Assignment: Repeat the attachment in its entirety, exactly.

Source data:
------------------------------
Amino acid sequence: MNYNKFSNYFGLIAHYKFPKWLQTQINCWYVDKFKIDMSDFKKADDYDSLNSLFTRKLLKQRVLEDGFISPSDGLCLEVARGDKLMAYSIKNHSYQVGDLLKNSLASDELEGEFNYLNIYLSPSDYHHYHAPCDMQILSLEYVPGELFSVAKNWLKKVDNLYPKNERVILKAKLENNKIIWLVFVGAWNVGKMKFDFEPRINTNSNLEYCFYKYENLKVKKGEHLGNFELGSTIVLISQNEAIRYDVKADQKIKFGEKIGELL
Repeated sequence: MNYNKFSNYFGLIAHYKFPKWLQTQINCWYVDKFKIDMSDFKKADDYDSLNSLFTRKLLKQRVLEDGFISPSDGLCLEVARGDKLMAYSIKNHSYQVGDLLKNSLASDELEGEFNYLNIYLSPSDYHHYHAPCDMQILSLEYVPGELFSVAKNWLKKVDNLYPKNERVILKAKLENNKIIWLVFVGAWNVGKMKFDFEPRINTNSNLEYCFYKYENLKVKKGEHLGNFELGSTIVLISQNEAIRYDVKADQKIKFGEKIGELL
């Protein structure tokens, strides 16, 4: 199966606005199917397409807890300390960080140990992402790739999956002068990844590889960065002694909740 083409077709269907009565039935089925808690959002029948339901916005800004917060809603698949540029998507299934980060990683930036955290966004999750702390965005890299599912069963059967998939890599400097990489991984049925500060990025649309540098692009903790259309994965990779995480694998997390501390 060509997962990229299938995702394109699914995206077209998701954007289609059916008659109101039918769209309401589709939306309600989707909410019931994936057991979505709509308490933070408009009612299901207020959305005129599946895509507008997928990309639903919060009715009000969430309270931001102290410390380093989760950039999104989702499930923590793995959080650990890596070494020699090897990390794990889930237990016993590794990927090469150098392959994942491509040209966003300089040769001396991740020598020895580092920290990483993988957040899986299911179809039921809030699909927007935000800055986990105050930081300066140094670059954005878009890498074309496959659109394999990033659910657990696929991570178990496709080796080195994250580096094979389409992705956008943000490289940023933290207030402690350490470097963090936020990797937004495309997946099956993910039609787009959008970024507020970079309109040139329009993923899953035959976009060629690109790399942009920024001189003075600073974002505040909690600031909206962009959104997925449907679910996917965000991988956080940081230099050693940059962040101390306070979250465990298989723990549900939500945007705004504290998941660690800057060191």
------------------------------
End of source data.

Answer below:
Amino acid sequence: MNYNKFSNYFGLIAHYKFPKWLQTQINCWYVDKFKIDMSDFKKADDYDSLNSLFTRKLLKQRVLEDGFISPSDGLCLEVARGDKLMAYSIKNHSYQVGDLLKNSLASDELEGEFNYLNIYLSPSDYHHYHAPCDMQILSLEYVPGELFSVAKNWLKKVDNLYPKNERVILKAKLENNKIIWLVFVGAWNVGKMKFDFEPRINTNSNLEYCFYKYENLKVKKGEHLGNFELGSTIVLISQNEAIRYDVKADQKIKFGEKIGELL
Repeated sequence: MNYNKFSNYFGLIAHYKFPKWLQTQINCWYVDKFKIDMSDFKKADDYDSLNSLFTRKLLKQRVLEDGFISPSDGLCLEVARGDKLMAYSIKNHSYQVGDLLKNSLASDELEGEFNYLNIYLSPSDYHHYHAPCDMQILSLEYVPGELFSVAKNWLKKVDNLYPKNERVILKAKLENNKIIWLVFVGAWNVGKMKFDFEPRINTNSNLEYCFYKYENLKVKKGEHLGNFELGSTIVLISQNEAIRYDVKADQKIKFGEKIGELL
């Protein structure tokens, strides 16, 4: 199966606005199917397409807890300390960080140990992402790739999956002068990844590889960065002694909740 083409077709269907009565039935089925808690959002029948339901916005800004917060809603698949540029998507299934980060990683930036955290966004999750702390965005890299599912069963059967998939890599400097990489991984049925500060990025649309540098692009903790259309994965990779995480694998997390501390 060509997962990229299938995702394109699914995206077209998701954007289609059916008659109101039918769209309401589709939306309600989707909410019931994936057991979505709509308490933070408009009612299901207020959305005129599946895509507008997928990309639903919060009715009000969430309270931001102290410390380093989760950039999104989702499930923590793995959080650990890596070494020699090897990390794990889930237990016993590794990927090469150098392959994942491509040209966003300089040769001396991740020598020895580092920290990483993988957040899986299911179809039921809030699909927007935000800055986990105050930081300066140094670059954005878009890498074309496959659109394999990033659910657990696929991570178990496709080796080195994250580096094979389409992705956008943000490289940023933290207030402690350490470097963090936020990797937004495309997946099956993910039609787009959008970024507020970079309109040139329009993923899953035959976009060629690109790399942009920024001189003075600073974002505040909690600031909206962009959104997925449907679910996917965000991988956080940081230099050693940059962040101390306070979250465990298989723990549900939500945007705004504290998941660690800057060191």